It's a morality tale that's played out countless times across corporate America every day. Employee resigns, and manager and HR figure out whether they'll honor the two-week notice or send the employee packing on the same day.
Playbook as follows for most of us:
Employee stays to work out a notice if: Transition needs are high, limited risk exists for them staying in the environment, company's feelings aren't hurt regarding them going to work for a competitor, employee won't spend two weeks telling everyone how cool the new gig will be compared to where they are...
Employee is walked to the door if: They were a conduct/performance problem on the way out anyway, they're going to work for a cometitor that troubles the company, history suggests they'll be mailing it in, they're in a position where company policy/protocal is to walk them immediately.
You're not alone in trying to figure it out on a case-by-case basis. Even Microsoft has to figure it out, especially with Google picking off their talent. From Valleywag:
"Stuart Scott, Microsoft's former CIO, is not the only Microsoft employee unceremoniously being shown the door. Some staffers who are putting in their notice are being escorted off campus immediately. Why? Because they've put in their notice to join Google. In Microsoft's eyes, Google is Enemy No. 1. Anyone leaving Redmond for the search leader is a threat. Not because they'll scurry around collecting company secrets -- as if Google's interested in Microsoft's '90s-era technologies.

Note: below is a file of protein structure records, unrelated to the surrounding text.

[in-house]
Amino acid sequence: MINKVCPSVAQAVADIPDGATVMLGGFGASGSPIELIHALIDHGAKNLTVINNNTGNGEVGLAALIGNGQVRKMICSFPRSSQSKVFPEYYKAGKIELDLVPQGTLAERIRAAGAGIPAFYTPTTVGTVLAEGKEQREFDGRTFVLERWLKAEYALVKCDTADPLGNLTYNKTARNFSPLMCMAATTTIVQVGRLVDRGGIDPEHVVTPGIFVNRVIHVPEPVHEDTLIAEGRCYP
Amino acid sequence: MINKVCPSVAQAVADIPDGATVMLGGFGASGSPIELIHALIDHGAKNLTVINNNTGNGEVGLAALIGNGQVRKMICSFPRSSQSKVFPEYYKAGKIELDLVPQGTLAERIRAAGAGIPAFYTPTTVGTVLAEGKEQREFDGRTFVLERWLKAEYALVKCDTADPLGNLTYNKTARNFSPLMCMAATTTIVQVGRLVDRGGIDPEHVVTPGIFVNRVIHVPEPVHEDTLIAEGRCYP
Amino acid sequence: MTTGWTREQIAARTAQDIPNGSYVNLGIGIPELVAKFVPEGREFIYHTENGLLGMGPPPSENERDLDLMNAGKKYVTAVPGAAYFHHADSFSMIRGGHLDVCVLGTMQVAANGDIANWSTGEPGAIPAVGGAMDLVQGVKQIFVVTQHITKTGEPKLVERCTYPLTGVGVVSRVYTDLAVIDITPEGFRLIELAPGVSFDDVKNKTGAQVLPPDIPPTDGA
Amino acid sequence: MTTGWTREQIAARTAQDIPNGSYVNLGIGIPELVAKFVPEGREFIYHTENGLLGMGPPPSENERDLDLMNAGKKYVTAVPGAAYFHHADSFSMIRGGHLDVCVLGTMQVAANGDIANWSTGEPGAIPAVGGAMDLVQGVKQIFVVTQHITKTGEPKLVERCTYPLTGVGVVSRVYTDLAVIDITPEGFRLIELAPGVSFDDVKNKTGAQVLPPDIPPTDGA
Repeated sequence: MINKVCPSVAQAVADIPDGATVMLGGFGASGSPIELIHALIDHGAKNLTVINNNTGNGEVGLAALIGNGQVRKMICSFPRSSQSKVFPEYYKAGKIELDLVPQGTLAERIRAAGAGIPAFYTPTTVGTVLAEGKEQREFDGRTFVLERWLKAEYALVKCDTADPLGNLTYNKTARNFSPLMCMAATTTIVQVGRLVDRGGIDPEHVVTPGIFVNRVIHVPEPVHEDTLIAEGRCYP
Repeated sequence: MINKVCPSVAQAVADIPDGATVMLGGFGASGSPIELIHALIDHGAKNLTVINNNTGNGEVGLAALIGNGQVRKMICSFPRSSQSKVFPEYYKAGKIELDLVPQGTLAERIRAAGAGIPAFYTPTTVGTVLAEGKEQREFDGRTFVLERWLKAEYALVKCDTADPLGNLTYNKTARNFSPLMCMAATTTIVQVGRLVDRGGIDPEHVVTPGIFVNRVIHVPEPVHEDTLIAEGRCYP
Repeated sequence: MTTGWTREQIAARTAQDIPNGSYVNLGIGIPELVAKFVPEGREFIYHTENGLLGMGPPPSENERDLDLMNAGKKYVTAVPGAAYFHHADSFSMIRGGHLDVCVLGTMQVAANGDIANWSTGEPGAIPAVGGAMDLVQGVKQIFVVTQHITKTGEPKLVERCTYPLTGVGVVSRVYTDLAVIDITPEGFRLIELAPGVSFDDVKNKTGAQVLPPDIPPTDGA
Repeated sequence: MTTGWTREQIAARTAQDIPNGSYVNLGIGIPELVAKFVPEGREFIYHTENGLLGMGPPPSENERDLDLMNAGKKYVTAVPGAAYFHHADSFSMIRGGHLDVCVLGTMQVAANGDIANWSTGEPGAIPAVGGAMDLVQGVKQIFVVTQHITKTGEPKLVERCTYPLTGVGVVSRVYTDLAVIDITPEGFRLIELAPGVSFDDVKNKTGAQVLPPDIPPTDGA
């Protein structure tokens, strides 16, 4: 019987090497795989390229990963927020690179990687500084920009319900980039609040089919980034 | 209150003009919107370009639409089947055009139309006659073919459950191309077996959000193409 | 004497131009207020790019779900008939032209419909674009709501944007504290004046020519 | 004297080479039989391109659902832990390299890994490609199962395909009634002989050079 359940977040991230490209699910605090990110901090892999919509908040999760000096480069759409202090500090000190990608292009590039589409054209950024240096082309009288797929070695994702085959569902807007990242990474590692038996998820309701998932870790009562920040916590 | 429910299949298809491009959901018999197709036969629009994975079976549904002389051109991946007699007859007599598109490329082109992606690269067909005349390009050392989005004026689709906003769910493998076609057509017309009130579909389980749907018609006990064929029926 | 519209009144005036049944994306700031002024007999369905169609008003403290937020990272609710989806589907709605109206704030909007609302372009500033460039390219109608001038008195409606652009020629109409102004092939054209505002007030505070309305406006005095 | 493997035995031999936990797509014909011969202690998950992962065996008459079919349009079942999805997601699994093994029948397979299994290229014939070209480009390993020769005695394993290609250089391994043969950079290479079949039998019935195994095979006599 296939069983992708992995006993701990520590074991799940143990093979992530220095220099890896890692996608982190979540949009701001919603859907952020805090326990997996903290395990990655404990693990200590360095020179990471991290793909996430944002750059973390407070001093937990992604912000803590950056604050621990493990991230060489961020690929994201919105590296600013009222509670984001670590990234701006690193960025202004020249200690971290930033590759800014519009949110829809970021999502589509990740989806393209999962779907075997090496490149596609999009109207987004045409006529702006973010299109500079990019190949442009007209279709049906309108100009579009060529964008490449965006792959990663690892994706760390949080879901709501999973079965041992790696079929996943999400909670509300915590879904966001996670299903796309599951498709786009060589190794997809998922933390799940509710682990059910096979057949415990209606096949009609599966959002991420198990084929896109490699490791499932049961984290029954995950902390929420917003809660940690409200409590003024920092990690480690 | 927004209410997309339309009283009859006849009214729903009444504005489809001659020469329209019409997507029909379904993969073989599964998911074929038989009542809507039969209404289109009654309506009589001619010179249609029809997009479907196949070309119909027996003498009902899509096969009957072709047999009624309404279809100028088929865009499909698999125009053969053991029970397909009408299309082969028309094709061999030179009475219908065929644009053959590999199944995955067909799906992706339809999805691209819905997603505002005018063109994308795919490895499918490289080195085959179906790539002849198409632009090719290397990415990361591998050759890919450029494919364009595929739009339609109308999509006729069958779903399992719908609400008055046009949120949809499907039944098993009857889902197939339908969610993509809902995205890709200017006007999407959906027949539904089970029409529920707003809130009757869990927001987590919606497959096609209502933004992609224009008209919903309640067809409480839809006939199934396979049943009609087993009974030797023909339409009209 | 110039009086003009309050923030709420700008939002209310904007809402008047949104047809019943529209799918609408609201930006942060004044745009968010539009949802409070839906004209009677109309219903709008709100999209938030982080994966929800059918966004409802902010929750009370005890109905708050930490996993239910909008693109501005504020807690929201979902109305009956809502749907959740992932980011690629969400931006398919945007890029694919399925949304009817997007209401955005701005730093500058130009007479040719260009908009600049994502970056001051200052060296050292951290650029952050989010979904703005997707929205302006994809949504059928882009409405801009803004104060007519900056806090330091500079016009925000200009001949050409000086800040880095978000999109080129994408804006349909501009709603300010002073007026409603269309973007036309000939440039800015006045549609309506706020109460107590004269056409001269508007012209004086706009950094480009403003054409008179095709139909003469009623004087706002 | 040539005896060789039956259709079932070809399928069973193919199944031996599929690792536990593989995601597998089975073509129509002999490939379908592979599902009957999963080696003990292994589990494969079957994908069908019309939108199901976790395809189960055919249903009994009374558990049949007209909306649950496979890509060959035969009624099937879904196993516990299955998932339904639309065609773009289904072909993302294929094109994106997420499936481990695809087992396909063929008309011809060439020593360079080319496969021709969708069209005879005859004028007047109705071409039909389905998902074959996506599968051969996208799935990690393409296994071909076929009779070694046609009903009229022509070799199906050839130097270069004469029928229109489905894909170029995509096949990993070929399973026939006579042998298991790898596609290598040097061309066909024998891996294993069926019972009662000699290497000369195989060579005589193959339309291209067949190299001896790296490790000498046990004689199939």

Departing employees, however, might tell other 'Softies how much better Google is. If an employee is leaving for Amazon.com or another second-tier employer which doesn't make Microsoft so paranoid, they'll probably serve out the traditional two weeks of unproductive wrapping up. So if you're planning on leaving Microsoft for Google, pack up your belongings and say goodbye to friends ahead of time. There'll be no cake and two weeks of paid slacking for you. And, Microsoft, don't expect former employees who are treated like security threats to ever want to come back, even after their Google stock options have vested."
Of course, as a HR Pro you know where it REALLY gets interesting, if you decide to walk the employee out on the same day you receive the notice - the decision on whether to pay them for the two weeks notice you are waiving. My experience suggests this is primarily a cultural call, and if you want the majority of your employees to work a notice when they resign, you don't want to withhold the notice pay. If you have a history of doing that, ultimately folks will simply resign same day with no expectation they are going to work a notice.
But you probably have a provision in your handbook that withholds vacation pay if employees don't give a notice. That's why employees call you Catbert...